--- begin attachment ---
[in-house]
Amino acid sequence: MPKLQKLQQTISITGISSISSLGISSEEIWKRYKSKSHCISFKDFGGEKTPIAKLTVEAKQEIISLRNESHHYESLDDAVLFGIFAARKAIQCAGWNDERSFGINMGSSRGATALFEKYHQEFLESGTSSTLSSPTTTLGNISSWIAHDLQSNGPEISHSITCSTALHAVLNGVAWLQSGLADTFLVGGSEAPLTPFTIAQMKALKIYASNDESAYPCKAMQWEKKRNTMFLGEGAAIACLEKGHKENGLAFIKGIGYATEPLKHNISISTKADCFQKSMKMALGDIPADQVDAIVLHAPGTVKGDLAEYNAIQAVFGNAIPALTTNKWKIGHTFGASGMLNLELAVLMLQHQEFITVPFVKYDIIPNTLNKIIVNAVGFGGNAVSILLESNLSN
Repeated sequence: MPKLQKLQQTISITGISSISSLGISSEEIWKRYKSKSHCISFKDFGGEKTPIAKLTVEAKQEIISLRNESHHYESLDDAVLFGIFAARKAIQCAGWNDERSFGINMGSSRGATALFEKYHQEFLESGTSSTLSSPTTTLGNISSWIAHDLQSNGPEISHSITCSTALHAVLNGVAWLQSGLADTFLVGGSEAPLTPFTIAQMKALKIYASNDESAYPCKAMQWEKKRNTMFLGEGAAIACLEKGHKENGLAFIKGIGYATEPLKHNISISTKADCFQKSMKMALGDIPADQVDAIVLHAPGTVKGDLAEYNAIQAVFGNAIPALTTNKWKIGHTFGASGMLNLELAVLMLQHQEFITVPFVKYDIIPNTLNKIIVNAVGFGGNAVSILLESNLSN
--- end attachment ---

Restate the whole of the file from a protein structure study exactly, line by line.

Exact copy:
[in-house]
Amino acid sequence: MPKLQKLQQTISITGISSISSLGISSEEIWKRYKSKSHCISFKDFGGEKTPIAKLTVEAKQEIISLRNESHHYESLDDAVLFGIFAARKAIQCAGWNDERSFGINMGSSRGATALFEKYHQEFLESGTSSTLSSPTTTLGNISSWIAHDLQSNGPEISHSITCSTALHAVLNGVAWLQSGLADTFLVGGSEAPLTPFTIAQMKALKIYASNDESAYPCKAMQWEKKRNTMFLGEGAAIACLEKGHKENGLAFIKGIGYATEPLKHNISISTKADCFQKSMKMALGDIPADQVDAIVLHAPGTVKGDLAEYNAIQAVFGNAIPALTTNKWKIGHTFGASGMLNLELAVLMLQHQEFITVPFVKYDIIPNTLNKIIVNAVGFGGNAVSILLESNLSN
Repeated sequence: MPKLQKLQQTISITGISSISSLGISSEEIWKRYKSKSHCISFKDFGGEKTPIAKLTVEAKQEIISLRNESHHYESLDDAVLFGIFAARKAIQCAGWNDERSFGINMGSSRGATALFEKYHQEFLESGTSSTLSSPTTTLGNISSWIAHDLQSNGPEISHSITCSTALHAVLNGVAWLQSGLADTFLVGGSEAPLTPFTIAQMKALKIYASNDESAYPCKAMQWEKKRNTMFLGEGAAIACLEKGHKENGLAFIKGIGYATEPLKHNISISTKADCFQKSMKMALGDIPADQVDAIVLHAPGTVKGDLAEYNAIQAVFGNAIPALTTNKWKIGHTFGASGMLNLELAVLMLQHQEFITVPFVKYDIIPNTLNKIIVNAVGFGGNAVSILLESNLSN